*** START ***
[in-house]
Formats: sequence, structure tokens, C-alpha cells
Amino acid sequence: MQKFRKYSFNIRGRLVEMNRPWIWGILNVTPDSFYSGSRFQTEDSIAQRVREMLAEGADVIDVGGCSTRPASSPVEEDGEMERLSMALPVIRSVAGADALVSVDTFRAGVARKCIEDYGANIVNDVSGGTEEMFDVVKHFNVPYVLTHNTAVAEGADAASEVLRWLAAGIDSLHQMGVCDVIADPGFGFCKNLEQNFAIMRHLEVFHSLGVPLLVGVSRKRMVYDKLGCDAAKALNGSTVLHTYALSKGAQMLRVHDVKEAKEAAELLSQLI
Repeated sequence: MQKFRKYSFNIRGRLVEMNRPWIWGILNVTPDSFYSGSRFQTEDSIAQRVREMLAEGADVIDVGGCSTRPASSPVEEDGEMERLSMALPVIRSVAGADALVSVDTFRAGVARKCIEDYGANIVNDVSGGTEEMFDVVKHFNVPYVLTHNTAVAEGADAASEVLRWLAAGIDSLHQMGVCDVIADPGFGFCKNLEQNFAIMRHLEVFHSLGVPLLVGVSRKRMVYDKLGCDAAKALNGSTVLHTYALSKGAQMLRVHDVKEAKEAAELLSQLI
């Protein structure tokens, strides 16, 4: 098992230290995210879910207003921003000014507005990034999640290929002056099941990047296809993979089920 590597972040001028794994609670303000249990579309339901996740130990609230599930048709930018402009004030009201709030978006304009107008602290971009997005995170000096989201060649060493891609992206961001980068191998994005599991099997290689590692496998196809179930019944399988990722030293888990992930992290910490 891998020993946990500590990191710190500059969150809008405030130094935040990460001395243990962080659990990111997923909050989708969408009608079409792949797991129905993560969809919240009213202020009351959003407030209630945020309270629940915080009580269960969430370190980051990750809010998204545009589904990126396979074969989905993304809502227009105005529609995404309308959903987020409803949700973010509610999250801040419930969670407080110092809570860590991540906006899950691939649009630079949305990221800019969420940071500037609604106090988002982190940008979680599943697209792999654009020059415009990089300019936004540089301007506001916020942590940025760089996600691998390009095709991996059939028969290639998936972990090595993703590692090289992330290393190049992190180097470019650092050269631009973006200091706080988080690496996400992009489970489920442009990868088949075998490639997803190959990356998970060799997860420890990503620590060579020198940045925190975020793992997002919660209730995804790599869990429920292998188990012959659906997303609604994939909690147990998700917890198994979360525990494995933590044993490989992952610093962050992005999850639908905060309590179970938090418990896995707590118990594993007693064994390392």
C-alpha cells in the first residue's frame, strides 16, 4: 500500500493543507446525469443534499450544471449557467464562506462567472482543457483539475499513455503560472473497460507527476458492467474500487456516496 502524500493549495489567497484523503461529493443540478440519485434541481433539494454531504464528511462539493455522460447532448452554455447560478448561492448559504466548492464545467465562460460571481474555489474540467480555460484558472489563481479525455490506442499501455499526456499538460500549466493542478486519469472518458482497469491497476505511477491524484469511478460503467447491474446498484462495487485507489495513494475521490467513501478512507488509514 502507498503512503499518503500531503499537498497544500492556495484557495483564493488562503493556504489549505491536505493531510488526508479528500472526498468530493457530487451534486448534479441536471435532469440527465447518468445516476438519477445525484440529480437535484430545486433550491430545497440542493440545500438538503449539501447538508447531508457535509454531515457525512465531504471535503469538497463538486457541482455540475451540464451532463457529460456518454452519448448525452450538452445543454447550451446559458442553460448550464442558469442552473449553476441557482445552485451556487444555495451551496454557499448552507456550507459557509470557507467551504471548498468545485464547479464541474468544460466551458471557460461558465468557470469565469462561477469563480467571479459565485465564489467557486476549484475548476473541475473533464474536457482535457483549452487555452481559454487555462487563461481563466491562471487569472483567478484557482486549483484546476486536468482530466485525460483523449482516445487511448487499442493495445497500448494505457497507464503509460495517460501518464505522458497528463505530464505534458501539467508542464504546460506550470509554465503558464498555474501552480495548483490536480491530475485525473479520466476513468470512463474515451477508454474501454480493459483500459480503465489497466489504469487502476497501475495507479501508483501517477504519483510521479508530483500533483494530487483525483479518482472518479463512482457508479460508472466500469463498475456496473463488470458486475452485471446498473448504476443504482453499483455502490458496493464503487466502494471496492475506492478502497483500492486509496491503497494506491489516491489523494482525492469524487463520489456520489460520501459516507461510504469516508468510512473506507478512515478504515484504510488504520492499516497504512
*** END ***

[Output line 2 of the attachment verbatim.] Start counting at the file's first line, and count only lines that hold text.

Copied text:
Formats: sequence, structure tokens, C-alpha cells